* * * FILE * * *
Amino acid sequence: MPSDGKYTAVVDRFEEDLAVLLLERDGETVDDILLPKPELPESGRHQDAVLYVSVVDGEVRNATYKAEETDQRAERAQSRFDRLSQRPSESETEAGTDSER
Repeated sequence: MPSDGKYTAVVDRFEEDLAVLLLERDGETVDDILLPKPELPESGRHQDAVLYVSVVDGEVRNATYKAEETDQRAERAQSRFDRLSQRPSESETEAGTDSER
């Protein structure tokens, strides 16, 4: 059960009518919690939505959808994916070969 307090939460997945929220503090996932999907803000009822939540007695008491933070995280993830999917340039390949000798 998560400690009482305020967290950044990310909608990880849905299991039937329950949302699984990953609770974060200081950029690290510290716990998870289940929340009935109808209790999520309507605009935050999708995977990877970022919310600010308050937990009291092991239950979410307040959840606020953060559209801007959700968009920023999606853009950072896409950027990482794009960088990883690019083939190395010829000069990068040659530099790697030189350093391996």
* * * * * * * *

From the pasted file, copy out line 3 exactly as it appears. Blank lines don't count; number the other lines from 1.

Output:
């Protein structure tokens, strides 16, 4: 059960009518919690939505959808994916070969 307090939460997945929220503090996932999907803000009822939540007695008491933070995280993830999917340039390949000798 998560400690009482305020967290950044990310909608990880849905299991039937329950949302699984990953609770974060200081950029690290510290716990998870289940929340009935109808209790999520309507605009935050999708995977990877970022919310600010308050937990009291092991239950979410307040959840606020953060559209801007959700968009920023999606853009950072896409950027990482794009960088990883690019083939190395010829000069990068040659530099790697030189350093391996």